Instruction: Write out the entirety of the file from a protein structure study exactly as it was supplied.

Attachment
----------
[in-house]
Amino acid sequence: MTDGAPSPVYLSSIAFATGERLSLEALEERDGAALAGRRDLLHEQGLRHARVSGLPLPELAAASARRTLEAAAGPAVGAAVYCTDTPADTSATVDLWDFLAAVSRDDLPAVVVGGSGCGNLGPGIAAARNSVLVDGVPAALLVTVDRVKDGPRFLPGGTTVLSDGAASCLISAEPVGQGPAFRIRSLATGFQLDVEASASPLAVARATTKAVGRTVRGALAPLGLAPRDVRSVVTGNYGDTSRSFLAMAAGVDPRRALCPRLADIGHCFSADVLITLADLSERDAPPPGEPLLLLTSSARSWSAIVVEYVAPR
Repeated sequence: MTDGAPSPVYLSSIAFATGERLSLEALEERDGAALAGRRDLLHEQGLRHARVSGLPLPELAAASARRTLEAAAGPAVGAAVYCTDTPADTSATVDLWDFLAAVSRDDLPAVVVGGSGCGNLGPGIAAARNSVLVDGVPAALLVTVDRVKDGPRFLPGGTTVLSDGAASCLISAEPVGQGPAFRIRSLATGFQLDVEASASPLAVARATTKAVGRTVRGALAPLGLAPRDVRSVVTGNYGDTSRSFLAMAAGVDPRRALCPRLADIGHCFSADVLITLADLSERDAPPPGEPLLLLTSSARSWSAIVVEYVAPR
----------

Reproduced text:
[in-house]
Amino acid sequence: MTDGAPSPVYLSSIAFATGERLSLEALEERDGAALAGRRDLLHEQGLRHARVSGLPLPELAAASARRTLEAAAGPAVGAAVYCTDTPADTSATVDLWDFLAAVSRDDLPAVVVGGSGCGNLGPGIAAARNSVLVDGVPAALLVTVDRVKDGPRFLPGGTTVLSDGAASCLISAEPVGQGPAFRIRSLATGFQLDVEASASPLAVARATTKAVGRTVRGALAPLGLAPRDVRSVVTGNYGDTSRSFLAMAAGVDPRRALCPRLADIGHCFSADVLITLADLSERDAPPPGEPLLLLTSSARSWSAIVVEYVAPR
Repeated sequence: MTDGAPSPVYLSSIAFATGERLSLEALEERDGAALAGRRDLLHEQGLRHARVSGLPLPELAAASARRTLEAAAGPAVGAAVYCTDTPADTSATVDLWDFLAAVSRDDLPAVVVGGSGCGNLGPGIAAARNSVLVDGVPAALLVTVDRVKDGPRFLPGGTTVLSDGAASCLISAEPVGQGPAFRIRSLATGFQLDVEASASPLAVARATTKAVGRTVRGALAPLGLAPRDVRSVVTGNYGDTSRSFLAMAAGVDPRRALCPRLADIGHCFSADVLITLADLSERDAPPPGEPLLLLTSSARSWSAIVVEYVAPR